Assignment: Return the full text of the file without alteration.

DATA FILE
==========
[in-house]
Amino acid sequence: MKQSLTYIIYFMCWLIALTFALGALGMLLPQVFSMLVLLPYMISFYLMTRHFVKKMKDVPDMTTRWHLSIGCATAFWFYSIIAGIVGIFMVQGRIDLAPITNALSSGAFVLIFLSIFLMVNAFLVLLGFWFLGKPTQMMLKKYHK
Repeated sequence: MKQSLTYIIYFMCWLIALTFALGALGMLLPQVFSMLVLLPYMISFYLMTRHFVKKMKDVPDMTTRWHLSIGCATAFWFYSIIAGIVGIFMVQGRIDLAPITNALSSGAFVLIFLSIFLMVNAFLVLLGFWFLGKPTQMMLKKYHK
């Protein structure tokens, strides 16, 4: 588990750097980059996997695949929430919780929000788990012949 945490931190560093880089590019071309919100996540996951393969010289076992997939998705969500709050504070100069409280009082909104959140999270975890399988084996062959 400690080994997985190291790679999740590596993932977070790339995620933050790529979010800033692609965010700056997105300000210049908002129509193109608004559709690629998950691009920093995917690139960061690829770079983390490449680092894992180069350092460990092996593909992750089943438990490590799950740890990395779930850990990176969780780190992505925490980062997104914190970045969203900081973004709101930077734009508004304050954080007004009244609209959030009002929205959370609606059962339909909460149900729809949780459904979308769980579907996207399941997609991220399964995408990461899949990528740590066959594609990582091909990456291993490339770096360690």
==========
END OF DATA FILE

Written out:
[in-house]
Amino acid sequence: MKQSLTYIIYFMCWLIALTFALGALGMLLPQVFSMLVLLPYMISFYLMTRHFVKKMKDVPDMTTRWHLSIGCATAFWFYSIIAGIVGIFMVQGRIDLAPITNALSSGAFVLIFLSIFLMVNAFLVLLGFWFLGKPTQMMLKKYHK
Repeated sequence: MKQSLTYIIYFMCWLIALTFALGALGMLLPQVFSMLVLLPYMISFYLMTRHFVKKMKDVPDMTTRWHLSIGCATAFWFYSIIAGIVGIFMVQGRIDLAPITNALSSGAFVLIFLSIFLMVNAFLVLLGFWFLGKPTQMMLKKYHK
């Protein structure tokens, strides 16, 4: 588990750097980059996997695949929430919780929000788990012949 945490931190560093880089590019071309919100996540996951393969010289076992997939998705969500709050504070100069409280009082909104959140999270975890399988084996062959 400690080994997985190291790679999740590596993932977070790339995620933050790529979010800033692609965010700056997105300000210049908002129509193109608004559709690629998950691009920093995917690139960061690829770079983390490449680092894992180069350092460990092996593909992750089943438990490590799950740890990395779930850990990176969780780190992505925490980062997104914190970045969203900081973004709101930077734009508004304050954080007004009244609209959030009002929205959370609606059962339909909460149900729809949780459904979308769980579907996207399941997609991220399964995408990461899949990528740590066959594609990582091909990456291993490339770096360690």